In a vacuum, a draw on the road is almost never a bad result in MLS. But Orlando City's 1-1 draw at Atlanta United on Saturday didn't happen in a vacuum.
It happened at the start of the stretch run to – hopefully for the Purple Lions – the playoffs. It came a week after they'd dropped all three points by letting Hector Villalba run free between the lines and lash home a golazo. It happened after 50 minutes of protecting a precious 1-0 lead, one that would've propelled OCSC back above the playoff line.
I doubt it feels like a loss, but I also doubt it feels particularly good.
A few things that stuck out from Orlando City's perspective:
• Dom Dwyer and Cyle Larin mostly weren't on the same page, and putting them both out there encouraged a team that's not great at playing long balls into hitting more and more long balls. There aren't a lot of true, two-center-forward pairings in the modern game anymore, but in this one that's how Jason Kreis lined his guys up.
How flat their learning curve is will go a long way toward determining how good their chances of making the playoffs are.
• Larin was invisible through the first 28 minutes. He had no successful defensive actions, no shots, and no completed dribbles. His only completed pass was off the opening kick-off. Worse, from OCSC's point of view, was that he was getting bossed by the Atlanta backline, losing literally every 50/50 ball he "contested" (those are air quotes).
Then he remembered that he's bigger and stronger than anyone he's going against, that he's mostly faster and quicker, that he has soft feet and good vision. And somebody clipped his ankles, and he didn't get a call, and suddenly Larin started playing angry. Which led to this:
From the 29th minute until he was subbed out in the 62nd, Larin looked very much like the forward everybody wants him to be. He showed for balls when checking back, stretched the field when he could, won a bunch in the air, tried to combine with the guys around him, closed down defensively, and even got into it a little bit with Leandro Gonzalez Pirez (who added to his league-leading total of "incidental" elbows when he whacked Larin in the teeth just before the hour mark).
I don't know how much time Larin has left in MLS, but while he's here I'd rather see that version of him than the one who has a tendency to drift through games.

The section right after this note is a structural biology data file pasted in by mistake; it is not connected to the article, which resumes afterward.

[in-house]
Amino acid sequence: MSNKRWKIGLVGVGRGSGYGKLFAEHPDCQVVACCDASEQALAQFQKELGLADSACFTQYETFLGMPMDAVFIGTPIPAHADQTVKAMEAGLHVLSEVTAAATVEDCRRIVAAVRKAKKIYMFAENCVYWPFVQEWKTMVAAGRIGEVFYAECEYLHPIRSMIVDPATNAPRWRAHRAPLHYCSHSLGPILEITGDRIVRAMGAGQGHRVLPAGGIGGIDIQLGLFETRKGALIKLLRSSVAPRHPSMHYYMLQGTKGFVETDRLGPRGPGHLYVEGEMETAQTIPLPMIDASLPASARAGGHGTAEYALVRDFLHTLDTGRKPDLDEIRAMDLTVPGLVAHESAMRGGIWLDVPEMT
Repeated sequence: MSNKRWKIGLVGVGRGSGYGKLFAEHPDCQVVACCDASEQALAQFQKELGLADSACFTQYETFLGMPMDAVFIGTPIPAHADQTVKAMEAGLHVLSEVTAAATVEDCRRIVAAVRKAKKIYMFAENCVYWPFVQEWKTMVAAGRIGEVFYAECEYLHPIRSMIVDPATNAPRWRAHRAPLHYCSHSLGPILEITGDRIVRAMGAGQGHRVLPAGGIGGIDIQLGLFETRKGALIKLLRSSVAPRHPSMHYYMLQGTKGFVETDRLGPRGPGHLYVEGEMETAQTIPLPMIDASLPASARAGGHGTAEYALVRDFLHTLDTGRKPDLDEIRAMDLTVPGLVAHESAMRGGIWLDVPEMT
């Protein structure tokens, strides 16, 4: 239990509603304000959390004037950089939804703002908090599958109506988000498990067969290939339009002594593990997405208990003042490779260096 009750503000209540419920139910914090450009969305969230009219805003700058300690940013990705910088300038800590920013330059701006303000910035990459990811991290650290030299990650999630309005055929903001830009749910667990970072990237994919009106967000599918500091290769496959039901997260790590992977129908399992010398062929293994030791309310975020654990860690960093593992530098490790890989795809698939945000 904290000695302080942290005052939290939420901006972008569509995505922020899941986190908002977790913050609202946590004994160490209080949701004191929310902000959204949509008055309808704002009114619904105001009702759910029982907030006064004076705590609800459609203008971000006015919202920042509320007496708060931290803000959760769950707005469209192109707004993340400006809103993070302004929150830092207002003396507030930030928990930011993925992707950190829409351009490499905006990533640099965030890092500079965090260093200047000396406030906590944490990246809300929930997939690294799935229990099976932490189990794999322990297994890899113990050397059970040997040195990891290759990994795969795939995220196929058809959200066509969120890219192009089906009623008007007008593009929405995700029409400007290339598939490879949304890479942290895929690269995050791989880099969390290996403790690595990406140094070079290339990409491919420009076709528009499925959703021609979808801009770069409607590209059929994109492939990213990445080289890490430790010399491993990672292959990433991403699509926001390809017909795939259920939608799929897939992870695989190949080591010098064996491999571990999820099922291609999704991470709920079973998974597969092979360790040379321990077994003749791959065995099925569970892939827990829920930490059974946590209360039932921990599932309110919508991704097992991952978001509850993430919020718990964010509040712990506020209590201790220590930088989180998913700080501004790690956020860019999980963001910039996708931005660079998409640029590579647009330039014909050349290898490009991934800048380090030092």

• The Five Stripes goal really was a back-breaker. Obviously the timing and the stakes have a lot to do with that, but so too does the juxtaposition of Atlanta's DPs vs. Orlando City's.
To start the sequence, Carlos Rivas had run himself out of the play with a needless offside, and then kept running so he wasn't able to get back and do any defensive work. That left OCSC defending 10v11, except it was really 9v11 because Kaká was completely out of gas, just sort of shuffling along at midfield while the tireless Miguel Almiron dropped deep to get on the ball, looking as fresh as he had in the first minute of the game.
He carried it forward, collapsed the lines of defense, then found Yamil Asad between the lines. Two touches later it was on Villalba's foot, and then it was in the net.
The difference in what these teams can rely upon from their DPs couldn't have been more stark. Kaká is still capable of moments of brilliance, but he hasn't been an effective, 90-minute, two-way player. Going the distance in a game like this is too big an ask for him, while Rivas just doesn't seem able to develop the correct sense of the moment. This lack often reveals itself in his shot (in)discipline, but also in something as basic as "hey let's stay connected because we're protecting a road lead three minutes into second half stoppage."
That's obviously not the complete story of the game, but it's a good chunk of it. Atlanta got their big-money signings right to start this season, and despite today's disappointing result they're going to the playoffs because of those DPs. OCSC were less successful in that regard, and now, for the third straight year, they're staring at a season on the brink.